April 2003 (Part 2)


Lifting the Sky

"Lifting the Sky" is a wonderful qigong exercise. A group of students from Spain were performing “Lifting the Sky” during an Intensive Qigong Course in Malaysia. In the foreground was the group leader, Professor Inaki Rivero Urdain, a professor of psychology and also a Shaolin Wahnam qigong and Taijiquan instructor.

Question 1

As a teenager in the USA, I am experiencing a lot of problems. I'm very stressed out for a 15-year old. I get really annoyed at my sister's voice and whenever I hear her screaming and yelling, I can feel my heart heavy and breathing hard. As I am stressed out most of the day, I usually go on the computer and play games until around 2:00 or 3:00 in the morning. I even lock myself up in my room, sometimes without eating dinner.

— Jeff, USA


Jeff, be assured that yours is not a unique case. All teenagers experience problems like yours as part of their personal development! Some people poetically call these problems the pains of growing up.

Yet, not all teenagers grow up the same way. While all teenagers experience the pains of growing up, the exact problems as well as the manners they deal with them are different. In your case you find your sister's screaming and yelling intolerable, some others find their father's advice or their mother's attention irritating, even though deep inside them they know what their father and mother do are for their own good. Reacting to the problem, you shut yourself up playing computer games. Some may vandalize public properties or take drugs.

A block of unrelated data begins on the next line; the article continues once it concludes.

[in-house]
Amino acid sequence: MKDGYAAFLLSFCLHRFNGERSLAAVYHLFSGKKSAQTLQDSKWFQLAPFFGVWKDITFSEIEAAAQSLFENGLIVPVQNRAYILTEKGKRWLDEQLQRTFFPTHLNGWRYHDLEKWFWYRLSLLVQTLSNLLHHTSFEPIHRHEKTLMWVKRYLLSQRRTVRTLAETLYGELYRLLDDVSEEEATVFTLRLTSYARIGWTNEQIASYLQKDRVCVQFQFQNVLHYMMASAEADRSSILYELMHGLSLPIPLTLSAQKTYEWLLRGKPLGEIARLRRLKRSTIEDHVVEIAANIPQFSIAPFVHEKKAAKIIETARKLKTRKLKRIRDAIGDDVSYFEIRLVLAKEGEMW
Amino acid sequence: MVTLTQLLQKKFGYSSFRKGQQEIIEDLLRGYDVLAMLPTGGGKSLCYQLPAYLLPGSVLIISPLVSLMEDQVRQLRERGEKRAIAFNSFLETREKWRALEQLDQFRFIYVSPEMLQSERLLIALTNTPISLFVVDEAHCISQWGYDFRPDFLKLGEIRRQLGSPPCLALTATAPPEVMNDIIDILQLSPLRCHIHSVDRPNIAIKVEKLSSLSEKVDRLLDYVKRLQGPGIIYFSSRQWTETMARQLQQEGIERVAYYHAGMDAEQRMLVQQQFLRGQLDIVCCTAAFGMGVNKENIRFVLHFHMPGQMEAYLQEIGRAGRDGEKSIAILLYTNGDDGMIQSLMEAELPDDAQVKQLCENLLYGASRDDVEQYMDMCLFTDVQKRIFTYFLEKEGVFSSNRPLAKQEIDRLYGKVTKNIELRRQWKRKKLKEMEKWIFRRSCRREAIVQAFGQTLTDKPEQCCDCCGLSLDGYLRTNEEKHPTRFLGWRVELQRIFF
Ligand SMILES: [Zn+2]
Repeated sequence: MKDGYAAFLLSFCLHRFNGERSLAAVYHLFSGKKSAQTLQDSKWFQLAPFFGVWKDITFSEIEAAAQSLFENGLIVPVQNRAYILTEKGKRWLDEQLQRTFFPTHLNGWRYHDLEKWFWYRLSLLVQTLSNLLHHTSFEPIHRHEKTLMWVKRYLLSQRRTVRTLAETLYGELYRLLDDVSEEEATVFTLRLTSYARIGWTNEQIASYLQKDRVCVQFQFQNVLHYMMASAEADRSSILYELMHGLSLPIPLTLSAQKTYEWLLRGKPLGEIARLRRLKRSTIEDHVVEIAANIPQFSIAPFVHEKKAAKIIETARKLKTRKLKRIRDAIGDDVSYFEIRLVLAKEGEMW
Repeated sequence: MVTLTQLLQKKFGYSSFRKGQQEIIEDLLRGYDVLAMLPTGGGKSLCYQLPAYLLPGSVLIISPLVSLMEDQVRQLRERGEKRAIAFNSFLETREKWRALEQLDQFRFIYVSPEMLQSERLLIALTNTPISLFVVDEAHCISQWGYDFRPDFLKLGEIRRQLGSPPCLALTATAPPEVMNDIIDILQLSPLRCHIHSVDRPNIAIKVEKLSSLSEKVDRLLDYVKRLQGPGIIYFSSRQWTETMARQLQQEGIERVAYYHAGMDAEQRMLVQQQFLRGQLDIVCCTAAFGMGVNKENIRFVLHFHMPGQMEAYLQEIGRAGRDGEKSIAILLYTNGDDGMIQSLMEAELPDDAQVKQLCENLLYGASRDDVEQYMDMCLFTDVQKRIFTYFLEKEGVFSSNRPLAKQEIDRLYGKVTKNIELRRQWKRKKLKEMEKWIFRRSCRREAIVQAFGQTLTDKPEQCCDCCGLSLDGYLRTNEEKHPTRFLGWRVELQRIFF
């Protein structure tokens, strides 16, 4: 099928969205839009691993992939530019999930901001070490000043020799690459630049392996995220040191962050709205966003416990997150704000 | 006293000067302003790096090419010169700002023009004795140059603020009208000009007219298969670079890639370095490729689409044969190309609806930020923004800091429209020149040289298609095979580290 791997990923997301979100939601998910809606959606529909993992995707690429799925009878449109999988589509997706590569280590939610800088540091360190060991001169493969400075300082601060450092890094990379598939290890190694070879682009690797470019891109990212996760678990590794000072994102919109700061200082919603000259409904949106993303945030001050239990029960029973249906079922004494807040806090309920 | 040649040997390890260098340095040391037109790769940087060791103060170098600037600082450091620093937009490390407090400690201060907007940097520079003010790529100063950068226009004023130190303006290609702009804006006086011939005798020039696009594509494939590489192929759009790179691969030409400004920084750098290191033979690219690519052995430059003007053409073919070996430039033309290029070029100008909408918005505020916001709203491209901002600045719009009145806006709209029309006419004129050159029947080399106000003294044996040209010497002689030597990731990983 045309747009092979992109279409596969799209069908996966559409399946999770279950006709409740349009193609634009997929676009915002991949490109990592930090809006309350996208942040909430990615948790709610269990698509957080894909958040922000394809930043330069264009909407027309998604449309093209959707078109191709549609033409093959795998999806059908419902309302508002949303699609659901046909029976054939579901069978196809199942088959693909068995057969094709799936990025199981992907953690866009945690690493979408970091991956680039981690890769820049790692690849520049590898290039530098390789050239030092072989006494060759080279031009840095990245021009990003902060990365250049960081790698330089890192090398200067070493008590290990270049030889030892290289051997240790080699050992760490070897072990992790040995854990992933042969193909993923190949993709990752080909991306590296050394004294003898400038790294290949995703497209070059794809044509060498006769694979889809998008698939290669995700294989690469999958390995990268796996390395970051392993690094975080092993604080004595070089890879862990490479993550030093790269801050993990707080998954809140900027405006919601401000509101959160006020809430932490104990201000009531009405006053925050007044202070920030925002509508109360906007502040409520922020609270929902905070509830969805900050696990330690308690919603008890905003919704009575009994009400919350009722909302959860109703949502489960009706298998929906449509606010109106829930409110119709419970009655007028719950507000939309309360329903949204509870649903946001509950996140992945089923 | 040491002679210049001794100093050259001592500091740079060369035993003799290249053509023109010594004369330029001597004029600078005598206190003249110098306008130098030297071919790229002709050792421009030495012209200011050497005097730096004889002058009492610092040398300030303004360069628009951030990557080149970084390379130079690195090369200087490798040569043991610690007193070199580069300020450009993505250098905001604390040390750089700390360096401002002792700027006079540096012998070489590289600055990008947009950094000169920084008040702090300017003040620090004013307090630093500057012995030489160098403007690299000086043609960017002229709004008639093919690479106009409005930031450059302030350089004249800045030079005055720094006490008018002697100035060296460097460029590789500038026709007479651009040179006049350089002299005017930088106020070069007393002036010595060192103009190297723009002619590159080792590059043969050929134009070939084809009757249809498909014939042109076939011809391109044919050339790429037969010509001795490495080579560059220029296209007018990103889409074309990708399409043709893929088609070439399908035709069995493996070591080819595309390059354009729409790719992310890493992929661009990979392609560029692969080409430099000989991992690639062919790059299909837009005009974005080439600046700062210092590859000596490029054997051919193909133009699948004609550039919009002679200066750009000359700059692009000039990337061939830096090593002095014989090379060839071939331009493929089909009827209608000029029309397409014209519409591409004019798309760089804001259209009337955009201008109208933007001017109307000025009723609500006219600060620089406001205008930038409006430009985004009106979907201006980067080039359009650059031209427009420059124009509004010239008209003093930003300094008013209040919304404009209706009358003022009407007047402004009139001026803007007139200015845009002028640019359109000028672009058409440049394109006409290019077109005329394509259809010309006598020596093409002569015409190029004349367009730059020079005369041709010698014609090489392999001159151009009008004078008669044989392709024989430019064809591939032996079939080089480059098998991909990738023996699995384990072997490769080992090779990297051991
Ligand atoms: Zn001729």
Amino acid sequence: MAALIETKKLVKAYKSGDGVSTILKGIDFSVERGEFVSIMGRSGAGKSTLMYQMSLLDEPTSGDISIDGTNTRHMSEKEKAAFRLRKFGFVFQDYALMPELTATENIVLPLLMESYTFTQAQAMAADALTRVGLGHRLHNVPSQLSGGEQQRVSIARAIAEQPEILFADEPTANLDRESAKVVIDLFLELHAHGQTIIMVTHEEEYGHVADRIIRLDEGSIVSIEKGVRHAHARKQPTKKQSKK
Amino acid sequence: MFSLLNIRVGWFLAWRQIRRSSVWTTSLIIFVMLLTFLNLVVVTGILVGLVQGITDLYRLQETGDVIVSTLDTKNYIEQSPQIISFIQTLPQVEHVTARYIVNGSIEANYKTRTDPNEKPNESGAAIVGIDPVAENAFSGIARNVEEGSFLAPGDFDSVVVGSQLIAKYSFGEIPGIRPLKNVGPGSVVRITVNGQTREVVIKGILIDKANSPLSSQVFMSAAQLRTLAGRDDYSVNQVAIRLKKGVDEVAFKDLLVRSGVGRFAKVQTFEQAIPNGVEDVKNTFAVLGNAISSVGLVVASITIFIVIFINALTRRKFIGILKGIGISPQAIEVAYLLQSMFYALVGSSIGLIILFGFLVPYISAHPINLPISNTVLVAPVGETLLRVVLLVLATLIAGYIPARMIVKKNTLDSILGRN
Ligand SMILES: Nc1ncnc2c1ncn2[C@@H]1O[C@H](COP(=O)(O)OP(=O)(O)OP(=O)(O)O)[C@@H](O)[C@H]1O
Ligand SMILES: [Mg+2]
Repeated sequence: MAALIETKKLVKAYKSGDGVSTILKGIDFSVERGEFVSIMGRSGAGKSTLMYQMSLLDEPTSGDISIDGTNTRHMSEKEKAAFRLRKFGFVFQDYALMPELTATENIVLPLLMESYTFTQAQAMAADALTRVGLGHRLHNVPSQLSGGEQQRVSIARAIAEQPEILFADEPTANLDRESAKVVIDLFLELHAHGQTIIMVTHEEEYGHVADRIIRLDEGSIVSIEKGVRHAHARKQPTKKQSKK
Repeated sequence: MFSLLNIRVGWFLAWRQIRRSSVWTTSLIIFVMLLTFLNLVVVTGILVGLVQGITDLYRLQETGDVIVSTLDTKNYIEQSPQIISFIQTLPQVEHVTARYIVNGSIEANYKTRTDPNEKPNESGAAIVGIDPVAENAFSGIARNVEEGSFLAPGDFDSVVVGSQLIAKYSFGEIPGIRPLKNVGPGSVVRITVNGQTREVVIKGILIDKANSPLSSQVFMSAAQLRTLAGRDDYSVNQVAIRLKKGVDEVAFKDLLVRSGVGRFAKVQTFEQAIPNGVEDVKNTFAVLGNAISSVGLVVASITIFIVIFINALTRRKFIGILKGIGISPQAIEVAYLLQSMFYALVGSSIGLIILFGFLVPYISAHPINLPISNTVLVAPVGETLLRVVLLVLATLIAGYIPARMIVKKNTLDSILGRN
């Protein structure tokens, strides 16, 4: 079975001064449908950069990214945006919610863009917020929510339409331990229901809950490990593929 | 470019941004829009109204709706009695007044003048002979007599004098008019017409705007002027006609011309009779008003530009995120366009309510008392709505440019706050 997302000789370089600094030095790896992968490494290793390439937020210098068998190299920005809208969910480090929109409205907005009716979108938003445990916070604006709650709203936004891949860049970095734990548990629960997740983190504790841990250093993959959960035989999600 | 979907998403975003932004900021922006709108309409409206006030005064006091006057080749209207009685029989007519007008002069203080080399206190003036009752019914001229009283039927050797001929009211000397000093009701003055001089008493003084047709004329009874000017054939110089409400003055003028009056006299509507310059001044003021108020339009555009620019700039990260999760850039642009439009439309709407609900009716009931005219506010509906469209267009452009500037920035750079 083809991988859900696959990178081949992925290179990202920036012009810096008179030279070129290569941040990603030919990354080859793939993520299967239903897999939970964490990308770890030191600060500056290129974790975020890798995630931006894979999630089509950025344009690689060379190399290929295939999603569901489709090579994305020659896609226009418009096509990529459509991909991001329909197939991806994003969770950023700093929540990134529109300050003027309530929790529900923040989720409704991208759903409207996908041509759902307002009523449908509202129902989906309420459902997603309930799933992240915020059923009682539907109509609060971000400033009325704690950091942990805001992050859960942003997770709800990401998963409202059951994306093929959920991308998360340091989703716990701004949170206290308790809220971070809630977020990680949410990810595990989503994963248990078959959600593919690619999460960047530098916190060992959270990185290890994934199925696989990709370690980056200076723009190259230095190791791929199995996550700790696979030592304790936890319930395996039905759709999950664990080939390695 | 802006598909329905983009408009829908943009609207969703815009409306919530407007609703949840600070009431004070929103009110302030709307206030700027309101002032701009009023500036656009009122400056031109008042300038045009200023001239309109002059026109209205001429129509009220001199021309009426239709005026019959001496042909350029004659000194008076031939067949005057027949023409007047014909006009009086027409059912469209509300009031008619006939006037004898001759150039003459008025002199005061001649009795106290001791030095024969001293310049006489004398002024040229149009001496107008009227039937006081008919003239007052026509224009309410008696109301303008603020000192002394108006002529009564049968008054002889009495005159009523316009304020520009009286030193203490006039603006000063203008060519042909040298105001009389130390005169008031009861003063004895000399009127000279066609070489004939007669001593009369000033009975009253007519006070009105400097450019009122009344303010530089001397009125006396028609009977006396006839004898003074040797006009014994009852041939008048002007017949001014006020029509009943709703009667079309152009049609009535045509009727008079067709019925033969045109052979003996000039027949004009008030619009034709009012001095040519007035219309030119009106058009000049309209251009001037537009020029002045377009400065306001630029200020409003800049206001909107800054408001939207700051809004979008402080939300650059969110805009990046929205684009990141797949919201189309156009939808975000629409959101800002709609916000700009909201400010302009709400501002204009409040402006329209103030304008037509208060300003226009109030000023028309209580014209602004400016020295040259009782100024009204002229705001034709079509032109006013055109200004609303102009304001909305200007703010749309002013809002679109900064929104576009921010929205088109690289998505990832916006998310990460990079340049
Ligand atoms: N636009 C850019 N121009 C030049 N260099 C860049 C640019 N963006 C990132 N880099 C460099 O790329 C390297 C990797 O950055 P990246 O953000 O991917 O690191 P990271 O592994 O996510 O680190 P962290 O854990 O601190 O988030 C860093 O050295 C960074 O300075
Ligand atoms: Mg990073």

These reactions are unhealthy. Vandalizing and drug taking teenagers destroy others and themselves. Compared to them, your reaction is not serious, but it is still destructive to your own personal development. These reactions are not dealing with the problems at hand, but running away from the problems.

What should you and other destructive teenagers do? Deal with the problems courageously instead of running away, and change destructive reactions to constructive ones. This provides the vision for your action. Once you have the vision, you will find your direction. In other words, if you have the will, you will find the way.

There are various ways you can employ to change destructive reactions to constructive ones. Many teenagers take up sports and games as well as reading and music, and some excel in them. You should choose whatever hobbies that interest you most.

Nevertheless, the following strategy is a useful one to adopt. Whenever you become upset, such as when you hear your sister scream, go outside or to any suitable place away from the upsetting situation, and perform “Lifting the Sky” about 20 times. If you have not learnt how to perform this wonderful chi kung exercise yet, read my books to learn it, or better still learn it from a competent instructor.